It is not difficult even for an agnostic to agree with Hannah Arendt: "The pillars of the best-known truths today lie shattered; we need neither criticism nor wise men to shake them any more." She speaks of the pillars of truth being shattered, not of belief being lost. But she may well have implied and assumed that truths founded in religion must be the basis of morality. Bertrand Russell plainly avoided words to do with religious conviction and ended with a sort of undeniable, assertive, but abstract and pokerwork-sounding motto: "Without civic morality communities perish; without personal morality their survival has no value."

The two - belief and morals - cannot easily be separated. Most moralities professed or neglected by Europeans have been founded on Judaeo-Christian belief. I do not know where the strength of my own sense of moral duty (not always lived up to) comes from; perhaps from a little of the same stance before life as George Eliot so much more impressively bore; probably, less loftily, from Primitive Methodism as it was mediated by precept at Sunday school, and at home by an upright, village Church of England grandmother. I would not like to call myself "driven". But those influences do drive.

A range of moral positions may remain with a great many of us after belief has gone. In provincial America, church- and chapel-going are still common, and what are, in most people, Christian ethics are still invoked as bases for conduct. Perhaps conventionally invoked more than practised? In such places, the pillars of the best-known truths may appear not to be "shattered" - but may by now be plastic substitutes and hollow.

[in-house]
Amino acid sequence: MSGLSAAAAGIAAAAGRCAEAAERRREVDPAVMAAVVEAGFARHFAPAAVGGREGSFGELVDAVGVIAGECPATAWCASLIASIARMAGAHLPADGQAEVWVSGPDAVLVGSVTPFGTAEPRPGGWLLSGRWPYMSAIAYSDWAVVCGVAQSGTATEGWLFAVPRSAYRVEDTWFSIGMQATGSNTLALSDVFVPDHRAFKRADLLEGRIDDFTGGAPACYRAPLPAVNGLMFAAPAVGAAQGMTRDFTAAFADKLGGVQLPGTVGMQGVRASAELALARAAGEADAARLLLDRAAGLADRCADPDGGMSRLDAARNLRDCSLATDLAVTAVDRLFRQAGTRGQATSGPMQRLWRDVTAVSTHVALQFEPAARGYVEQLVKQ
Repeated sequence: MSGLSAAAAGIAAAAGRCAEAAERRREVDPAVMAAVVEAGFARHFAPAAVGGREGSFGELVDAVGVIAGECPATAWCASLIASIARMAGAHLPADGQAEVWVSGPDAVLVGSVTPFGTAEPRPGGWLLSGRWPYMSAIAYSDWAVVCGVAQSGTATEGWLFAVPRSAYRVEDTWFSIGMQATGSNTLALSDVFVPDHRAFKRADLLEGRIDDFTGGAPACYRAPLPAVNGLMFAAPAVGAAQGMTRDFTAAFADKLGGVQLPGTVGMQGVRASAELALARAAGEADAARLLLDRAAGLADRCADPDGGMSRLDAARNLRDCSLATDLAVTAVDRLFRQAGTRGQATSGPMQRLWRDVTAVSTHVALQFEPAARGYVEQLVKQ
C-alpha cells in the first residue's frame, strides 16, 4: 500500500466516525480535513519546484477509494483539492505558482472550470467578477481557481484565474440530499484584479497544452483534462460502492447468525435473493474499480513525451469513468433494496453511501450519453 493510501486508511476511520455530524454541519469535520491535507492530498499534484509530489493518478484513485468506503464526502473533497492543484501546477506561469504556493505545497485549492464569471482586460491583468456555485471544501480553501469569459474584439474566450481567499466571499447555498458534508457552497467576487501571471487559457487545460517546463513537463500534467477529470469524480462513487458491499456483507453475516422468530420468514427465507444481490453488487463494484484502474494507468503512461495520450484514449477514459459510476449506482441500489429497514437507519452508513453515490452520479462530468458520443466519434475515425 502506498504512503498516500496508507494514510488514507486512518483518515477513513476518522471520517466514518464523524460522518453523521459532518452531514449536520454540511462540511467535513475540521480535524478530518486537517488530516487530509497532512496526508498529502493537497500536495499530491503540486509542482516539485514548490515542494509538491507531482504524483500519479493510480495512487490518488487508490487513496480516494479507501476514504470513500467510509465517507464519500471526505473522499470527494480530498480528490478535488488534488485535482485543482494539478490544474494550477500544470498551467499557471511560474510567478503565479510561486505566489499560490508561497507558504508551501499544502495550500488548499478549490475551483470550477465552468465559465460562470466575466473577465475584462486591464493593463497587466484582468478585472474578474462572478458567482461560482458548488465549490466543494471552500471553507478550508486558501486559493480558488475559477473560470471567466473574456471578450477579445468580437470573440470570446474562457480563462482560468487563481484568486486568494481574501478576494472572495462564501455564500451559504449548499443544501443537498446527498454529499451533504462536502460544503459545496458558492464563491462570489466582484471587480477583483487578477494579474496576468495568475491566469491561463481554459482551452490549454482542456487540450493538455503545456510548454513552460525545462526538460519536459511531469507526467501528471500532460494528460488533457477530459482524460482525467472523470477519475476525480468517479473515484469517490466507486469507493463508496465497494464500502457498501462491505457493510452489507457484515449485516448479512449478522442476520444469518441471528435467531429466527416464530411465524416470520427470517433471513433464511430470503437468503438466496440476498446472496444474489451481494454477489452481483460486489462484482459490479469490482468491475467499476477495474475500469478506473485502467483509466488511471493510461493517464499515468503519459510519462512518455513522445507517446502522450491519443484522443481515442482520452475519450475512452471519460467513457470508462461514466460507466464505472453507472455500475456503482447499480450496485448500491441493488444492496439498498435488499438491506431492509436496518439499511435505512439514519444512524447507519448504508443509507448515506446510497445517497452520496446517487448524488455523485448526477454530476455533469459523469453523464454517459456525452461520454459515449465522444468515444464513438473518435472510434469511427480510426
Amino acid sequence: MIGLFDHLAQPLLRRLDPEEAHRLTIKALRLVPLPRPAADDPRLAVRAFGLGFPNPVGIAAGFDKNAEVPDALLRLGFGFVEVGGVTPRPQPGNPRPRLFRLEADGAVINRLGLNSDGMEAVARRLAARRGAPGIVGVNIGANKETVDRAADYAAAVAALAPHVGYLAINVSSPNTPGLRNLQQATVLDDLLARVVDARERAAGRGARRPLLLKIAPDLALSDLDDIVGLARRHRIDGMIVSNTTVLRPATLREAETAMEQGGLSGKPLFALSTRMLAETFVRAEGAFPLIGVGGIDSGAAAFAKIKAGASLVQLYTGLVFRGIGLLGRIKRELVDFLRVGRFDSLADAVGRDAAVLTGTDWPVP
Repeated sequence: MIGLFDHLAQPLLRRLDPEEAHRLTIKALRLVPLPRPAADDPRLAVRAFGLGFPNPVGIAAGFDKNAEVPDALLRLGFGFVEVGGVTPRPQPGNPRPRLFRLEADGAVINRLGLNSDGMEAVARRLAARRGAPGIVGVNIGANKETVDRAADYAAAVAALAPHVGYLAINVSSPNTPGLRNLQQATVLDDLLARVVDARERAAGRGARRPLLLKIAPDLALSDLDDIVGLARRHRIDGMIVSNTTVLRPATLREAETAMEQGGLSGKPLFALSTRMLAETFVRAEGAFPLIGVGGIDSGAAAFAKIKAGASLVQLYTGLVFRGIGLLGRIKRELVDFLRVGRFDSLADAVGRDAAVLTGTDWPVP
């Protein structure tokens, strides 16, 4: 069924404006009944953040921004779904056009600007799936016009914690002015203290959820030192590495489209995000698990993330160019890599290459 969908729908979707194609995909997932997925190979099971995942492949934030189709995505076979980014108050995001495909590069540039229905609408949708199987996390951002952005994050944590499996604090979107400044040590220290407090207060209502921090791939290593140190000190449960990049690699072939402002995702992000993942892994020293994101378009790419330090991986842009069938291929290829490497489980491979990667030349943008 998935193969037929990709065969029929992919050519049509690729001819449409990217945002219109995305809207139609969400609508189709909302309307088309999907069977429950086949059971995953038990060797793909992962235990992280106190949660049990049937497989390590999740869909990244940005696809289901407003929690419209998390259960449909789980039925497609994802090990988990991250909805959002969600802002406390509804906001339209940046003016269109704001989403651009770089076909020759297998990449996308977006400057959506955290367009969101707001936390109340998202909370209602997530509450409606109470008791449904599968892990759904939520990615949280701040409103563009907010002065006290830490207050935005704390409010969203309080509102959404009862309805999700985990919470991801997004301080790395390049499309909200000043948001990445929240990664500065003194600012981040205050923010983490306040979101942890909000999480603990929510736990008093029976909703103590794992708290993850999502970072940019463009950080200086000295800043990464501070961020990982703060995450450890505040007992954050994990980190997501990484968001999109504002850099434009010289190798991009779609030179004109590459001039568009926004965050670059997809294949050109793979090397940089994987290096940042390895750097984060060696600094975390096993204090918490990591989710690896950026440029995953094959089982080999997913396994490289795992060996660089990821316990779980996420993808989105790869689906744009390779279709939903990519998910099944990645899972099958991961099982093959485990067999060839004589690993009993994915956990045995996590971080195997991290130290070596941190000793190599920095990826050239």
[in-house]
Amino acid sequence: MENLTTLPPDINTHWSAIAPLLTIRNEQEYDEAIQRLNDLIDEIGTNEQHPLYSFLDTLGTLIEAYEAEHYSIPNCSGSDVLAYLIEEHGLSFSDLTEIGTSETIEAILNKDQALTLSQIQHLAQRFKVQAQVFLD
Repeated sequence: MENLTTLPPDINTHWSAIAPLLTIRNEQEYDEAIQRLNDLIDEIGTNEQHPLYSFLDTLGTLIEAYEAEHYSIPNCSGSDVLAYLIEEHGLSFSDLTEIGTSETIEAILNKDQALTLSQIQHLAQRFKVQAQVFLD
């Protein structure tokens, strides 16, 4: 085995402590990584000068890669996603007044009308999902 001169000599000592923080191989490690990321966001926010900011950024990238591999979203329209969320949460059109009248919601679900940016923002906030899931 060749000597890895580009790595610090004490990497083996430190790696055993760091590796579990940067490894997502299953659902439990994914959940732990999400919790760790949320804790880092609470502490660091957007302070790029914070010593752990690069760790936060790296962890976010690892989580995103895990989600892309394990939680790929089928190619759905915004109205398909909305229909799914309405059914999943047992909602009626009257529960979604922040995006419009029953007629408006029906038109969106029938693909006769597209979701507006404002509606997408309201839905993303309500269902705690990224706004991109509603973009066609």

Middle America can show this condition more extensively than any other "developed" society, but it affects much of Europe, too. One then wants to ask: how far down in most people do these beliefs go? Are they really still "beliefs", or even solid ethics? Or are they incantations without live connections; habitual conditionings only superficially followed in action and rarely practised under pressure?

So, my background leaves me with a sense of "right" conduct, of something to be kept up, perhaps also something to be accounted for - to someone. A sense of falling off or away, and so at times of guilt. Very individual and Protestant, as befits one of Luther's foot soldiers. Or is it more deep-seated in my nature than that? It sits also with biting every coin proffered by any collective congregation, and with a deeply rooted suspicion of the self-righteousness that can go with that.

The idea of women - church- or chapel-goers one and all, I would bet - handing out white feathers during the first world war to men in civvies (whose conditions they could not know) is one of this century's most blatantly horrible British instances of that self- righteousness.

Moral convictions of one's own, if they are not to be sadly solipsistic, must give rise to trust in others, in others' ability to work by that light, too; if only intermittently, by most of us. At this moment I usually remember Forster's idea of "rent", paid to sustain the idea of virtue in what might seem unlikely people and places. John Masefield has a little-known, curious, odd, but equally apt and homely passage in Odtaa:

I have seen flowers come in stony places
And kind things done by men with ugly faces,
And the gold cup won by the worst horse at the races,
So I trust too.

One is bound to wonder how far the sense of shared convictions, of "best-known truths", has by now become fragmented in some parts of society. Here is a small but typical instance. A couple of years ago I was at a county fair in Guildford, in prosperous south-east England. Nearby, two men, each with a boy of about ten, greeted each other. Lower-middle-class minor executives, from the look and sound of them. One, with a macho smile, almost casually set his boy to square up to the other for a fight. The second boy's father then encouraged his son to do the same. It was as if they said to themselves: "They might as well learn that's the way the world wags. You have to fight your corner or go to the wall."